- the use of irregular or obstructive tactics by a member of a legislative assembly to prevent the adoption of a measure generally favored or to force a decision against the will of the majority.
- an exceptionally long speech, as one lasting for a day or days, or a series of such speeches to accomplish this purpose.
- a member of a legislature who makes such a speech.
verb (used without object)
verb (used with object)
Origin of filibuster
Related Words for filibusterprocrastination, interference, postponement, delay, opposition, hindrance, stonewalling, talkathon
Examples from the Web for filibuster
Contemporary Examples of filibuster
When the former engaged in his drone filibuster, Cruz showed up in support; ditto for Paul when Cruz held an Obamacare filibuster.Rand Paul Beats Ted Cruz, Saves NSA From ‘Reform’
Tim Mak, Olivia Nuzzi
November 19, 2014
The Democrats did not by themselves have the votes to defeat a Southern filibuster in the Senate.Lyndon Johnson’s Last Miracle: The Civil Rights Act Turns 50
July 2, 2014
Paul has altered the national conversation once before, with his filibuster on drones.Rand Paul’s Comments on GOP Voter-ID Laws Mark a Turning Point
May 13, 2014
Senate Democrats failed in their effort to end a filibuster on a bill that would raise minimum wage to $10.10 on Wednesday.Groundhog Day With Minimum Wage On Capitol Hill
April 30, 2014
Two big matters in particular: the filibuster, and presidential nominations.Here’s What Happens When the GOP Takes Over the Senate
April 30, 2014
Historical Examples of filibuster
And now this other filibuster has bought you, and you belong to him.Captain Blood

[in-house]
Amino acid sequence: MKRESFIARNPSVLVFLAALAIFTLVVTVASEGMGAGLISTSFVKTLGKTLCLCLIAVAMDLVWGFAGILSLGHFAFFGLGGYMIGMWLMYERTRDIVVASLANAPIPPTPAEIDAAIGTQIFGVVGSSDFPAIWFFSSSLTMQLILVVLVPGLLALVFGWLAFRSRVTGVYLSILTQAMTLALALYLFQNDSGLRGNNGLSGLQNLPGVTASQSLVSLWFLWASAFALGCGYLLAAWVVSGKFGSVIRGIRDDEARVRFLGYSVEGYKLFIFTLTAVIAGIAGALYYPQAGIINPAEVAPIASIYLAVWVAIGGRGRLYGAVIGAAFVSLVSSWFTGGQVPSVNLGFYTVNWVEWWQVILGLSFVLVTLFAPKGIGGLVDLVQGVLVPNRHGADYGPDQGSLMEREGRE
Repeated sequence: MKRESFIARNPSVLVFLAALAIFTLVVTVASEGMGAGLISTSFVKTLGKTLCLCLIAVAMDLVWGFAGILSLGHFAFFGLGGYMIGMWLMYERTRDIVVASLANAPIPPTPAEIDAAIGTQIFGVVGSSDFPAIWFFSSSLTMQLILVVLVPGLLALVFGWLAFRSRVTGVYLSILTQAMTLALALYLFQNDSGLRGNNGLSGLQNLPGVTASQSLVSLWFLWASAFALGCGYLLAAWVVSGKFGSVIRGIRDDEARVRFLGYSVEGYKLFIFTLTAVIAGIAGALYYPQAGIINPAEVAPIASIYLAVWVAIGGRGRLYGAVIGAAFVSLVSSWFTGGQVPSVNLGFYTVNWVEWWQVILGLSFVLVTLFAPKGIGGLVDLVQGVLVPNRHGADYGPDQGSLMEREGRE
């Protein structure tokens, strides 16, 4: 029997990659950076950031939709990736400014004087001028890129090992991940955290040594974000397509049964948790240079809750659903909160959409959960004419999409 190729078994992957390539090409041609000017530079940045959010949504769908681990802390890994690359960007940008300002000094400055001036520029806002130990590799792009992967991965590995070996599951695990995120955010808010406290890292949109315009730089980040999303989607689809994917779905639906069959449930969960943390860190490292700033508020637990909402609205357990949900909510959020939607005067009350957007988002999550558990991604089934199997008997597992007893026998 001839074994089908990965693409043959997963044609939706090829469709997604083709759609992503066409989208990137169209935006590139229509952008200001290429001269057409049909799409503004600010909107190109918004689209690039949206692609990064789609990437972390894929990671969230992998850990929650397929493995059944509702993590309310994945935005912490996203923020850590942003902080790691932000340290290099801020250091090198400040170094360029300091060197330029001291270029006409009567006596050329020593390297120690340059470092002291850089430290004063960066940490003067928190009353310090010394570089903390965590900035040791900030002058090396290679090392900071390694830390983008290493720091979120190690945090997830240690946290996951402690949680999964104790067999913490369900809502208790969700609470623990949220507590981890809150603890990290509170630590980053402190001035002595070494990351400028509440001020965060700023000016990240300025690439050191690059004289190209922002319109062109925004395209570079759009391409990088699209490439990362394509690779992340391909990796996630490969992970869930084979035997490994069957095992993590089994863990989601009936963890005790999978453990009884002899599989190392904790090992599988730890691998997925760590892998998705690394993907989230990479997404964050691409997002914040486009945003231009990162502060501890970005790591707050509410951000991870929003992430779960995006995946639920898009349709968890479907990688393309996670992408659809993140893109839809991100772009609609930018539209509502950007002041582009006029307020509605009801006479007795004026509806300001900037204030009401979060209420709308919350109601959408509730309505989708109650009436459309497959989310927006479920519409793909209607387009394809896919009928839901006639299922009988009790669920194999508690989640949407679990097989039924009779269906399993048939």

Had he failed, he would have been stigmatized as a filibuster.
Had it eventuated in failure, its leader would have been pronounced a pirate and filibuster.
And are there still gobemouches in England who believe in the Filibuster?Tony Butler
Charles James Lever
It may come from a rival—from the buccaneer, the filibuster, or the cannibal.A Romance of the West Indies
Word Origin for filibuster
1580s, flibutor "pirate," probably ultimately from Dutch vrijbuiter "freebooter," a word which used of pirates in the West Indies in Spanish (filibustero) and French (flibustier) forms, either or both of which gave the word to American English (see freebooter).
Used 1850s and '60s of lawless adventurers from the U.S. who tried to overthrow Central American governments. The legislative sense is not in Bartlett (1859) and seems not to have been in use in U.S. legislative writing before 1865. Probably the extension in sense is because obstructionist legislators "pirated" debate or overthrew the usual order of authority. Not technically restricted to U.S. Senate, but that's where the strategy works best.
1853 in both the freebooting and the legislative senses, from filibuster (n.). Related: Filibustered; filibustering.